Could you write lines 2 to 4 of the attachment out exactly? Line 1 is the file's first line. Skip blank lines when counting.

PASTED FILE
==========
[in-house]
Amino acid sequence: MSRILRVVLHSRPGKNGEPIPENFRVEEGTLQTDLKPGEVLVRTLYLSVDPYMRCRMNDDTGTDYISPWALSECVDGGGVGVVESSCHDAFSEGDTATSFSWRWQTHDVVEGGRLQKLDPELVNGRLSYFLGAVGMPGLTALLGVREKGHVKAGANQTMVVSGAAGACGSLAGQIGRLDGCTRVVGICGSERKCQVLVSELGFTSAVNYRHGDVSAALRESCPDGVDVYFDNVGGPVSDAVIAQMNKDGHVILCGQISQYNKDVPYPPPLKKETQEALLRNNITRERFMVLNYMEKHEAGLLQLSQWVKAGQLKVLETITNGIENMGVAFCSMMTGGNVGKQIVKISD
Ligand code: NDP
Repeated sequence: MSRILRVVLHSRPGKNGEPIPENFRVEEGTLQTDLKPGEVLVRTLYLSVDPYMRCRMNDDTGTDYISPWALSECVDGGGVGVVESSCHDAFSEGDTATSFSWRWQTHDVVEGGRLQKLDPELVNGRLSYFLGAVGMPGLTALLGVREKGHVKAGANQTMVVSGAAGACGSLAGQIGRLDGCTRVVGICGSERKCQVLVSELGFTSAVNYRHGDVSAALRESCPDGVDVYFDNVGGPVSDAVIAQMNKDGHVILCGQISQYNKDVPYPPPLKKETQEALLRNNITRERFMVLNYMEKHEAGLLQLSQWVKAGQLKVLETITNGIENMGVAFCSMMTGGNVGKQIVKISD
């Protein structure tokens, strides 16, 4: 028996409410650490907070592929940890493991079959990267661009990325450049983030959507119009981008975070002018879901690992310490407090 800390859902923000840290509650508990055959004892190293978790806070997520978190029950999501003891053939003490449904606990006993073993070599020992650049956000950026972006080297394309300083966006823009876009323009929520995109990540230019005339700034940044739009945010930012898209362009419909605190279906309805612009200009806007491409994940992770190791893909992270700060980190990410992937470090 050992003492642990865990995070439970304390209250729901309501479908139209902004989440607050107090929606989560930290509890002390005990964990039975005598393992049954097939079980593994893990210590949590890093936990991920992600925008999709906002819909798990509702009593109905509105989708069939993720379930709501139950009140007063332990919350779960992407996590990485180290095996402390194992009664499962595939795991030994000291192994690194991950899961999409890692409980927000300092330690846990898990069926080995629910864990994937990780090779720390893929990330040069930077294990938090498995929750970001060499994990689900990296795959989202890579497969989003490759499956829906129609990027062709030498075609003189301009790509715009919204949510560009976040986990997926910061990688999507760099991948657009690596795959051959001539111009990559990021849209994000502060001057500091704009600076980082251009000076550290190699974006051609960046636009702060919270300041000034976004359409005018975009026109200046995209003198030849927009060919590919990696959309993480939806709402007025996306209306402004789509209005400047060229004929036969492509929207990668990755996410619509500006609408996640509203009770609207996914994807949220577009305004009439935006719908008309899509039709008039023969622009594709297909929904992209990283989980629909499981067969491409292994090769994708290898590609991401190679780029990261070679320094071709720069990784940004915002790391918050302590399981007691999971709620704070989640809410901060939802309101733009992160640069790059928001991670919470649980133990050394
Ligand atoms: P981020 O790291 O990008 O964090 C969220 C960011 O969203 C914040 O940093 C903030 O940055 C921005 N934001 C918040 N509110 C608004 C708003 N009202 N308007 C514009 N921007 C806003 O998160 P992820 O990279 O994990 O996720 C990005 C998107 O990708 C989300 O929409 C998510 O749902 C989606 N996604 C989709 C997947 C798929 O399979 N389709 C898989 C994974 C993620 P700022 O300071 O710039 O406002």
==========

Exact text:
Amino acid sequence: MSRILRVVLHSRPGKNGEPIPENFRVEEGTLQTDLKPGEVLVRTLYLSVDPYMRCRMNDDTGTDYISPWALSECVDGGGVGVVESSCHDAFSEGDTATSFSWRWQTHDVVEGGRLQKLDPELVNGRLSYFLGAVGMPGLTALLGVREKGHVKAGANQTMVVSGAAGACGSLAGQIGRLDGCTRVVGICGSERKCQVLVSELGFTSAVNYRHGDVSAALRESCPDGVDVYFDNVGGPVSDAVIAQMNKDGHVILCGQISQYNKDVPYPPPLKKETQEALLRNNITRERFMVLNYMEKHEAGLLQLSQWVKAGQLKVLETITNGIENMGVAFCSMMTGGNVGKQIVKISD
Ligand code: NDP
Repeated sequence: MSRILRVVLHSRPGKNGEPIPENFRVEEGTLQTDLKPGEVLVRTLYLSVDPYMRCRMNDDTGTDYISPWALSECVDGGGVGVVESSCHDAFSEGDTATSFSWRWQTHDVVEGGRLQKLDPELVNGRLSYFLGAVGMPGLTALLGVREKGHVKAGANQTMVVSGAAGACGSLAGQIGRLDGCTRVVGICGSERKCQVLVSELGFTSAVNYRHGDVSAALRESCPDGVDVYFDNVGGPVSDAVIAQMNKDGHVILCGQISQYNKDVPYPPPLKKETQEALLRNNITRERFMVLNYMEKHEAGLLQLSQWVKAGQLKVLETITNGIENMGVAFCSMMTGGNVGKQIVKISD